Figure 3.

Visualising litter-to-litter variation. The residuals represent the unexplained variation in the data after the effects of VPA and MPEP have been taken into account; they should be pure noise and therefore not associated with any other variable. However, the standard analysis (A) shows that when residuals are plotted against litter (x-axis) there are large differences between litters. In other words, there is another factor affecting the outcome besides the experimental factors of interest. The variance of the residuals (grey points on the right) is high (<a onClick="popup('http://www.biomedcentral.com/1471-2202/14/37/mathml/M3','MathML',630,470);return false;" target="_blank" href="http://www.biomedcentral.com/1471-2202/14/37/mathml/M3">View MathML</a> = 1.29). The proper analysis (B) reduces the unexplained variation in the data by 61% (<a onClick="popup('http://www.biomedcentral.com/1471-2202/14/37/mathml/M4','MathML',630,470);return false;" target="_blank" href="http://www.biomedcentral.com/1471-2202/14/37/mathml/M4">View MathML</a> = 0.50; p < 0.001), which can be seen by the narrower spread of the grey points around zero, and the large differences between the litters have been removed. This reduction in noise allows smaller true signals to be detected. Error bars are SEM. Litters F and L only have one observation and thus no error bars.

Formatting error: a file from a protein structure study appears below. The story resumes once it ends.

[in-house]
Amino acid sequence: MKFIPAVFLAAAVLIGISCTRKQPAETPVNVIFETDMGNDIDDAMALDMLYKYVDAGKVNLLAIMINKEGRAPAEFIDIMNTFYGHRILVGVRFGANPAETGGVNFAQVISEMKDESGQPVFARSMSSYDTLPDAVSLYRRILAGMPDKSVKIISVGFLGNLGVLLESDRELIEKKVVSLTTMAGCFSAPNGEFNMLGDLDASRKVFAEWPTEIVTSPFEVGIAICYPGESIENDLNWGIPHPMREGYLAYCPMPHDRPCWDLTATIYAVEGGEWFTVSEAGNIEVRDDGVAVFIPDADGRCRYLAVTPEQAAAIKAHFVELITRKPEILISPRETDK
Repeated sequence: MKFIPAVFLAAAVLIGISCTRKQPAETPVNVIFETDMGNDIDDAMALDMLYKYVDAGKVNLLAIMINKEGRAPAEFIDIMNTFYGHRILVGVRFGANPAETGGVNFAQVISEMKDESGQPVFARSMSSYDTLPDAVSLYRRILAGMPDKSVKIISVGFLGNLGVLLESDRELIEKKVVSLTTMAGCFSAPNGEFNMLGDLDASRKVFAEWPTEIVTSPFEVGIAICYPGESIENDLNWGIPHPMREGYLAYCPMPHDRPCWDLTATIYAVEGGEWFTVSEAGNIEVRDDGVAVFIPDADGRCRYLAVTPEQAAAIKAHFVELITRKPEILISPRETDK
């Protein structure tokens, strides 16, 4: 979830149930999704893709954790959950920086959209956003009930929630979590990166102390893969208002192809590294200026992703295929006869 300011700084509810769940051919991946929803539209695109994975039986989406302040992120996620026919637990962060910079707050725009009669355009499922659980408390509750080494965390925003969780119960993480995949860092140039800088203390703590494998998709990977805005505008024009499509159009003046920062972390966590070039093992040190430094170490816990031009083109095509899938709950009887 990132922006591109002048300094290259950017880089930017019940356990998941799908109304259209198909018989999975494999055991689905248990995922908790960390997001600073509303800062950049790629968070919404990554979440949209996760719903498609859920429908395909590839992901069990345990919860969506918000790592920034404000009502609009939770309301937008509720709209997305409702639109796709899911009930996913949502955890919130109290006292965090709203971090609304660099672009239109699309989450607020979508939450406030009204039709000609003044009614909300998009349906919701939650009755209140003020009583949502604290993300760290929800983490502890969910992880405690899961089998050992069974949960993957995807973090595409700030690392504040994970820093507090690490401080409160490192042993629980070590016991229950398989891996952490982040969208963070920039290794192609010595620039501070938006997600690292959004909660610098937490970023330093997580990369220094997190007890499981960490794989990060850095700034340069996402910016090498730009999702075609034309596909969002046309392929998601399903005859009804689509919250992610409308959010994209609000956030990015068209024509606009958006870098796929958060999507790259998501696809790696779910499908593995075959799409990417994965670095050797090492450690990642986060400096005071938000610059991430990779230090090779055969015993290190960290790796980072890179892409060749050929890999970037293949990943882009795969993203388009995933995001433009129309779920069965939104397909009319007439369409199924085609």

Lazic and Essioux BMC Neuroscience 2013 14:37   doi:10.1186/1471-2202-14-37
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